Russia will no likely be able to make its foreign policy as successful as China’s. There has been a persistent suspicious attitude towards Russia since the Cold War era and the traditional wish still exists among many Western ideologists to see a “stable, but not too powerful” Russia. But even despite this attitude, an economic-oriented and pragmatic foreign policy, and full-fledged integration in world innovative and technological processes – with national specifics, but without a new search for “one’s own way” – will help Russia attain a new quality. For example, it will enable Moscow to remove some of the obstacles to access to foreign markets, assets, and know-how. Despite their bias, Western economies are pragmatic when it comes to practical issues.

The record of foreign acquisitions by the Rosatom state-owned nuclear energy corporation is symbolic. In 2009-2011, the corporation’s affiliates purchased Germany’s Nukem Technologies (the holder of important civil nuclear technologies) and Canada’s Uranium One (uranium deposits in Canada, the U.S., and other countries). Although both assets are strategic, there were no problems with purchasing them. The regulators and politicians in Germany, the U.S., and Canada understood Rosatom’s motives; the transaction was advantageous, economically justified, and had no political charge – unlike the failed attempt by the Russia’s Sberbank and GAZ to purchase Opel.

The Power of Values. Although “turning down the volume” and economizing foreign policy are important development conditions, this foreign policy mix requires another ingredient. Russia’s weak innovative potential and economy in general forces it to search for arguments in order to prove the uniqueness of its proposal for its partners and contractors. Whereas resources and the market can look unique enough for Western countries and transnational corporations at the initial stage, Russia – in its policy towards developing countries and the long-term – cannot do without a Big Idea (as a source of values and reference) for an adjusted global innovative development.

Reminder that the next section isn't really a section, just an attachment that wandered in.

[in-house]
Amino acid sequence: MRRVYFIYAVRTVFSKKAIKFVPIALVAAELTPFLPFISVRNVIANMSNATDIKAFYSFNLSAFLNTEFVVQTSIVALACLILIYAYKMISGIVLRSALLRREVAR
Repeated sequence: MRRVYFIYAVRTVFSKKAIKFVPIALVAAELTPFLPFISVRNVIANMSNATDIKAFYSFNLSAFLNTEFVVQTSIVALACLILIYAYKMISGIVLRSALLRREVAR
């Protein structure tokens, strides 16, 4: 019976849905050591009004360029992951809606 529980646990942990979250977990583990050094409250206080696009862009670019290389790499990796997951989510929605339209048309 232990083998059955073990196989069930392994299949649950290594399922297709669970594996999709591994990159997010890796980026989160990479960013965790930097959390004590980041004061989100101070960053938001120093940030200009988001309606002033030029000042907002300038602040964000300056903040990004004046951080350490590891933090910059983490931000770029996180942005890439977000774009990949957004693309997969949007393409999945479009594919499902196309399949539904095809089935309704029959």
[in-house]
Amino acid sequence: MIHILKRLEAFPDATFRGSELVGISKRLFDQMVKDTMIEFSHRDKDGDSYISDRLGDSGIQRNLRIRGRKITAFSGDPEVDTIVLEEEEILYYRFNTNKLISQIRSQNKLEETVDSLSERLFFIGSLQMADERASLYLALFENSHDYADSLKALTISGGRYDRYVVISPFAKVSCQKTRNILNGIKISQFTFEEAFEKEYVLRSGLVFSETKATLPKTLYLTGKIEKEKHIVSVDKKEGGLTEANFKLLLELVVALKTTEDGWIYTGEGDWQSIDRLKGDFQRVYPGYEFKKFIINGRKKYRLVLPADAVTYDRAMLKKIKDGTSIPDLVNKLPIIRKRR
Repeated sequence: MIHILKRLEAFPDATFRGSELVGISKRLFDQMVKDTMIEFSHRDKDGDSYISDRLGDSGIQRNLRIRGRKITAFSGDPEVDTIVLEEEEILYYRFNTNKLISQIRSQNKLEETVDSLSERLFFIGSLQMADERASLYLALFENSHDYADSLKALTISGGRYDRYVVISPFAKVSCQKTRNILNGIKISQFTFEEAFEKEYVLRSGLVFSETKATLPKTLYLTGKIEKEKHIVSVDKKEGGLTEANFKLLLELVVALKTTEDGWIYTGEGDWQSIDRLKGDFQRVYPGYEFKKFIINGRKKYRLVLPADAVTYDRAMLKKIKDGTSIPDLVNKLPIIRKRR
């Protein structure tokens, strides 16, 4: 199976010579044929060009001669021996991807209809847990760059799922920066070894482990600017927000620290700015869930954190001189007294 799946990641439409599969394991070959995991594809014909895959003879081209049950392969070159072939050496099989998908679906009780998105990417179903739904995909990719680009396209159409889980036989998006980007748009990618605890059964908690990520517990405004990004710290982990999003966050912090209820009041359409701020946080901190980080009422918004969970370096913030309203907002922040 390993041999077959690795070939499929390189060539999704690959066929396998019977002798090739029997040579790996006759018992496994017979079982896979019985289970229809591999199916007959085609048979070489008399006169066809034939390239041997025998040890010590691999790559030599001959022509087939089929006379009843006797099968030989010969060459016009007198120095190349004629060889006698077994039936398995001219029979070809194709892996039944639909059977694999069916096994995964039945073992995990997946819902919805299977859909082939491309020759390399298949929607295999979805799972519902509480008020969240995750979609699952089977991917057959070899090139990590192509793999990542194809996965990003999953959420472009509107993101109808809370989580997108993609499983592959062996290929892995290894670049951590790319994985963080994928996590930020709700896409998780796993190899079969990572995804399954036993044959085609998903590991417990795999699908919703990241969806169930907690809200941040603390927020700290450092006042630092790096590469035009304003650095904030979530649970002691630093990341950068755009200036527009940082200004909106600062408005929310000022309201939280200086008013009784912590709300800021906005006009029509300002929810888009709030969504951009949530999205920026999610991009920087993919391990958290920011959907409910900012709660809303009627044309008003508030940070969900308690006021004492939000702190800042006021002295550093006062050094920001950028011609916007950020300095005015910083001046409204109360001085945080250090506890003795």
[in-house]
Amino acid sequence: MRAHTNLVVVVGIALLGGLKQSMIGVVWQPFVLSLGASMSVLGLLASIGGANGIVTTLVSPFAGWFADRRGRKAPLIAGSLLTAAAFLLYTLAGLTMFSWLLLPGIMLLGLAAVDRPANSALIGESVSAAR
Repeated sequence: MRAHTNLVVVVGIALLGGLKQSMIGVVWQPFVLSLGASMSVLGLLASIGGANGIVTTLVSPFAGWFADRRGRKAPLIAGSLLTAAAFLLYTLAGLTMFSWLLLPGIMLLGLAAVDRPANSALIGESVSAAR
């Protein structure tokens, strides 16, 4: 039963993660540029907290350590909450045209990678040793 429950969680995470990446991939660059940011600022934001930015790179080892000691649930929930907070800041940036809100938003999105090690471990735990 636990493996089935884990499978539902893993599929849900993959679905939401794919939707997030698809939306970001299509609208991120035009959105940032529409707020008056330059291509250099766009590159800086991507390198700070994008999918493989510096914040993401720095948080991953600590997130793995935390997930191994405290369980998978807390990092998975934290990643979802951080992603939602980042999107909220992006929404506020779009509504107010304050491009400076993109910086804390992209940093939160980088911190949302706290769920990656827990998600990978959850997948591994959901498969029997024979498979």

On the one hand, the Idea should be based on liberal values of increased welfare benefits and the modernization of society. It also must offer a fair practice of global innovative development by leveling out emerging imbalances and non-discriminating access to a certain array of basic innovative services and opportunities. In other words, the slogan should proclaim the equality of all states and peoples to be part of the technological progress.

In addition, Russia will have to work out special financial and organizational instruments to support fair innovative development and the humanitarian transfer of technologies and know-how. Recent attempts by the U.S. and the EU to develop “new energy” as a set of revolutionary technologies show that there is an objective need for such new instruments. It goes without saying that any attempts, even at the conceptual level, to set the Russian version of “correct” global innovative development against the “incorrect” or “selfish” designs by the U.S. and other developed countries are harmful. The Big Idea must be absolutely positive, not confrontational. In general, Russia should try and work out a scientific innovative agenda of world development, comparable to the “sustainable development” concept. The new Russian concept can only be created and promoted with the active participation of diplomats. Current Russian foreign policy has half-finished instruments in stock, which are often contradictory, propagandistic, and difficult to comprehend.

Examples of the successful realization of such ideas are on hand. Although Soviet civil technologies could not rival Western ones, the Soviet Union had a powerful trump card in its alternative ideology. This ideology suggested new opportunities for the economic growth of developing countries and a possibility (at least a tentative one) of becoming an economic leader in the future world order. The global situation today is favorable for forming such an idea. The era of world-dividing ideologies is gone, but various regions are experiencing an acute shortage of fresh ideas and have a high demand for development models. This demand is manifest in the growing Islamist sentiment and the revival of Socialist ideology in certain regions.